JALALABAD: An agreement earlier this year to resolve a longstanding community dispute over Nangarhar water resources has continued to foster social cohesion among formerly warring tribes.
In April 2019, mediation between the Markikhil and Kadarkhil tribes in Nangarhar’s Shirzad district concluded with a unanimously adopted resolution regulating water-distribution rights.
In the three-day mediation session – locally called a jirga – participants highlighted the negative impact of the 50-year-old feud over water rights and resolved to end the dispute peacefully.
The mediation was facilitated by UNAMA as part of its local peace initiative program, in close coordination with the Nangarhar Conflict Resolution Commission.
At the conclusion of the jirga, participants encouraged each other to look to the future and focus on larger issues impacting their communities.
Rahmatullah, an elder from the Markikhil tribe, said at the time of the jirga that the conflict was dangerous for the communities in the areas, especially in times of drought.
The water dispute had led to the displacement of hundreds of people, with jobs lost, relatives unable to visit their families and children unable to attend school.
In a recent interview, Rahmatullah said the peace initiative not only solved the water conflict but also encouraged local elders to play active roles in resolving similar kinds of disputes as they emerged.
“After the peace jirga, and especially during the last five months, we solved about 15 conflicts, including land disputes, water disputes and family disputes,” he said, thanking the Nangarhar Conflict Resolution Commission and the United Nations for their support.
Zabith Khan, an elder from the Kadarkhil tribe, said in a recent interview that at the time of the jirga he was convinced by mediators to think about the future.
“From the time of the jirga agreement up to now, both tribes have been living peacefully together, working normally and enjoying their lives,” said Khan.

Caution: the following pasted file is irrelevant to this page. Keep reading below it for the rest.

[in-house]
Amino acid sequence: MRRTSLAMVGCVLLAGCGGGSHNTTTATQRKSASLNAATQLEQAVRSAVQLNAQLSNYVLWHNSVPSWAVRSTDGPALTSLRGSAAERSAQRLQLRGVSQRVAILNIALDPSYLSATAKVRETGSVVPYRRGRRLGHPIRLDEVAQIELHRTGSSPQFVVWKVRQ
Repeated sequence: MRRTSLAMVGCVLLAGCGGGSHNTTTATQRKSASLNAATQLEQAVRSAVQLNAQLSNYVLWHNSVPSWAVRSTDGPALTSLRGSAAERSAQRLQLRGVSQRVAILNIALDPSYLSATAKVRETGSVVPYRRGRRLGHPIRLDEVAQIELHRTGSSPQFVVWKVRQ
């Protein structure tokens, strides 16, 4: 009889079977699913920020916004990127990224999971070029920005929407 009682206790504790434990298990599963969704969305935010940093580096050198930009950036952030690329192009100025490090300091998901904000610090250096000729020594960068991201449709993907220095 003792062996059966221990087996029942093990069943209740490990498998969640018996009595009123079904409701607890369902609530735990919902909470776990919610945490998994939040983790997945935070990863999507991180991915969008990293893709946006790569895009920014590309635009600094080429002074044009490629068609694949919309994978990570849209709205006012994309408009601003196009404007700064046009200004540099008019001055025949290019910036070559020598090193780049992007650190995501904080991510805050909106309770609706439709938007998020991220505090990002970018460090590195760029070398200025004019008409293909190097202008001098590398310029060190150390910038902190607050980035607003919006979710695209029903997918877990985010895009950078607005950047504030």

The head of Nangarhar’s Conflict Resolution Commission, Muhibullah Rohani, recalled that the process of preparations took six months before the three-day jirga in April was held, with involvement from UNAMA alongside mediators who included women, religious leaders and government officials.
Women played an important role in the jirga, according to Zarghuna Naeemi, an influential activist and member of Nangarhar’s former Provincial Peace Committee.
“We contacted women from both sides and encouraged them to speak with their male family members to take part in the jirga,” said Naeemi. “They agreed and eventually the jirga was called, with women participating as well and providing their input to the final agreement.”
The jirga was covered by local media – Safa Radio, Sharq Radio and Sharq TV – to disseminate the key messages to audiences of around 800,000 in Jalalabad and the majority of the districts in Nangarhar.
UNAMA is mandated to support the people of Afghanistan as a political mission that provides ‘good offices’ among other key services. ‘Good offices’ are diplomatic steps UN takes publicly and in private, drawing on its independence, impartiality and integrity, to prevent international disputes from arising, escalating or spreading.
UNAMA also promotes coherent development support by the international community; assists the process of peace and reconciliation; monitors and promotes human rights and the protection of civilians in armed conflict; promotes good governance; and encourages regional cooperation.